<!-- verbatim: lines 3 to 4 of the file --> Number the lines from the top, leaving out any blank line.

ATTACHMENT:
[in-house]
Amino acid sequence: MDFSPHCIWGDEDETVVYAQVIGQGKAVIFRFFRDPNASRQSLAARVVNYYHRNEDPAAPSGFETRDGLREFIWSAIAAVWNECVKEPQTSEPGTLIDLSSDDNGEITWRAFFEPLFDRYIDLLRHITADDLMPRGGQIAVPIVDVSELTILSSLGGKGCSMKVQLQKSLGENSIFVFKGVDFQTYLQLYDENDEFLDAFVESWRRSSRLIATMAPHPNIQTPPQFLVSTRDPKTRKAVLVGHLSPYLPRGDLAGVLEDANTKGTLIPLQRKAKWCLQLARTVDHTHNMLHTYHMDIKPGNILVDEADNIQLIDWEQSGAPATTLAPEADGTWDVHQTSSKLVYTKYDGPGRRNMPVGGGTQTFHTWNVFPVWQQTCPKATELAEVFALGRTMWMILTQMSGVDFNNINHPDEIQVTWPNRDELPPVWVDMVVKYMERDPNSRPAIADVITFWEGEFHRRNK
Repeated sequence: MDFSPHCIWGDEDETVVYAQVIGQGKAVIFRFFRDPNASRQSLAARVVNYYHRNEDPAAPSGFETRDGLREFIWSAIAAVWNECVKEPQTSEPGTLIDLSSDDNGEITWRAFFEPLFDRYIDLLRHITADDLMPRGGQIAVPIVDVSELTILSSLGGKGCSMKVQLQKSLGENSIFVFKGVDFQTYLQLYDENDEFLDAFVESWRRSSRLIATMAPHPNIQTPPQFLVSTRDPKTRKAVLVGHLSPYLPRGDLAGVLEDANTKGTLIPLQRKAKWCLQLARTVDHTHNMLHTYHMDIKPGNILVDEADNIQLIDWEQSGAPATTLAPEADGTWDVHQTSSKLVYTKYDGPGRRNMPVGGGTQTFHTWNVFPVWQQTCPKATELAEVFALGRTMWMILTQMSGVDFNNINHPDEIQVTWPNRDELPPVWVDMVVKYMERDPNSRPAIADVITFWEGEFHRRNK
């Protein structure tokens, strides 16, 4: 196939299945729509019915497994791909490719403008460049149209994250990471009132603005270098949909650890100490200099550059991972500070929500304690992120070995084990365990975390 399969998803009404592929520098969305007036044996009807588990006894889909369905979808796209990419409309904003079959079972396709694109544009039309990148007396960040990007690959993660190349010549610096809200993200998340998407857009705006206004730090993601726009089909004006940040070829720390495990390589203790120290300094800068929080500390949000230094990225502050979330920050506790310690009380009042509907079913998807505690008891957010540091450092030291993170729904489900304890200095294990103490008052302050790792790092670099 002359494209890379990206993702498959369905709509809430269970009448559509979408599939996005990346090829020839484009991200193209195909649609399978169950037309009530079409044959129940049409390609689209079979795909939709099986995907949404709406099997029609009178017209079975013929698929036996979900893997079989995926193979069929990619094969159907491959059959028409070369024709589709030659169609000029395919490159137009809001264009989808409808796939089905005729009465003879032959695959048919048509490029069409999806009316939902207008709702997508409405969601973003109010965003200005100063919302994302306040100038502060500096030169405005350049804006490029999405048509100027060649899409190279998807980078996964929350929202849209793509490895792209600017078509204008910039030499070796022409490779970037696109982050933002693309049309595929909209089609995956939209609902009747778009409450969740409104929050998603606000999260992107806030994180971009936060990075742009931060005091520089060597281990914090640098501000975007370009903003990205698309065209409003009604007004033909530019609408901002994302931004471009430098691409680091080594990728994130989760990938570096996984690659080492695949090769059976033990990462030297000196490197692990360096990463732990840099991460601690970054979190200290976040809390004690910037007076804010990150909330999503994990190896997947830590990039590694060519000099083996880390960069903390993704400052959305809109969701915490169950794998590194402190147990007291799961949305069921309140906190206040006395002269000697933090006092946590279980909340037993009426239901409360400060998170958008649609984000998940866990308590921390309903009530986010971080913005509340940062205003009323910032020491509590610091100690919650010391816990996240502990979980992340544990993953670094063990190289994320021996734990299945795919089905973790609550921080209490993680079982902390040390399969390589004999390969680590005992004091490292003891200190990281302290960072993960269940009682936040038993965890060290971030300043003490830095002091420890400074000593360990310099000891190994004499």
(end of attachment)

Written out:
Repeated sequence: MDFSPHCIWGDEDETVVYAQVIGQGKAVIFRFFRDPNASRQSLAARVVNYYHRNEDPAAPSGFETRDGLREFIWSAIAAVWNECVKEPQTSEPGTLIDLSSDDNGEITWRAFFEPLFDRYIDLLRHITADDLMPRGGQIAVPIVDVSELTILSSLGGKGCSMKVQLQKSLGENSIFVFKGVDFQTYLQLYDENDEFLDAFVESWRRSSRLIATMAPHPNIQTPPQFLVSTRDPKTRKAVLVGHLSPYLPRGDLAGVLEDANTKGTLIPLQRKAKWCLQLARTVDHTHNMLHTYHMDIKPGNILVDEADNIQLIDWEQSGAPATTLAPEADGTWDVHQTSSKLVYTKYDGPGRRNMPVGGGTQTFHTWNVFPVWQQTCPKATELAEVFALGRTMWMILTQMSGVDFNNINHPDEIQVTWPNRDELPPVWVDMVVKYMERDPNSRPAIADVITFWEGEFHRRNK
């Protein structure tokens, strides 16, 4: 196939299945729509019915497994791909490719403008460049149209994250990471009132603005270098949909650890100490200099550059991972500070929500304690992120070995084990365990975390 399969998803009404592929520098969305007036044996009807588990006894889909369905979808796209990419409309904003079959079972396709694109544009039309990148007396960040990007690959993660190349010549610096809200993200998340998407857009705006206004730090993601726009089909004006940040070829720390495990390589203790120290300094800068929080500390949000230094990225502050979330920050506790310690009380009042509907079913998807505690008891957010540091450092030291993170729904489900304890200095294990103490008052302050790792790092670099 002359494209890379990206993702498959369905709509809430269970009448559509979408599939996005990346090829020839484009991200193209195909649609399978169950037309009530079409044959129940049409390609689209079979795909939709099986995907949404709406099997029609009178017209079975013929698929036996979900893997079989995926193979069929990619094969159907491959059959028409070369024709589709030659169609000029395919490159137009809001264009989808409808796939089905005729009465003879032959695959048919048509490029069409999806009316939902207008709702997508409405969601973003109010965003200005100063919302994302306040100038502060500096030169405005350049804006490029999405048509100027060649899409190279998807980078996964929350929202849209793509490895792209600017078509204008910039030499070796022409490779970037696109982050933002693309049309595929909209089609995956939209609902009747778009409450969740409104929050998603606000999260992107806030994180971009936060990075742009931060005091520089060597281990914090640098501000975007370009903003990205698309065209409003009604007004033909530019609408901002994302931004471009430098691409680091080594990728994130989760990938570096996984690659080492695949090769059976033990990462030297000196490197692990360096990463732990840099991460601690970054979190200290976040809390004690910037007076804010990150909330999503994990190896997947830590990039590694060519000099083996880390960069903390993704400052959305809109969701915490169950794998590194402190147990007291799961949305069921309140906190206040006395002269000697933090006092946590279980909340037993009426239901409360400060998170958008649609984000998940866990308590921390309903009530986010971080913005509340940062205003009323910032020491509590610091100690919650010391816990996240502990979980992340544990993953670094063990190289994320021996734990299945795919089905973790609550921080209490993680079982902390040390399969390589004999390969680590005992004091490292003891200190990281302290960072993960269940009682936040038993965890060290971030300043003490830095002091420890400074000593360990310099000891190994004499």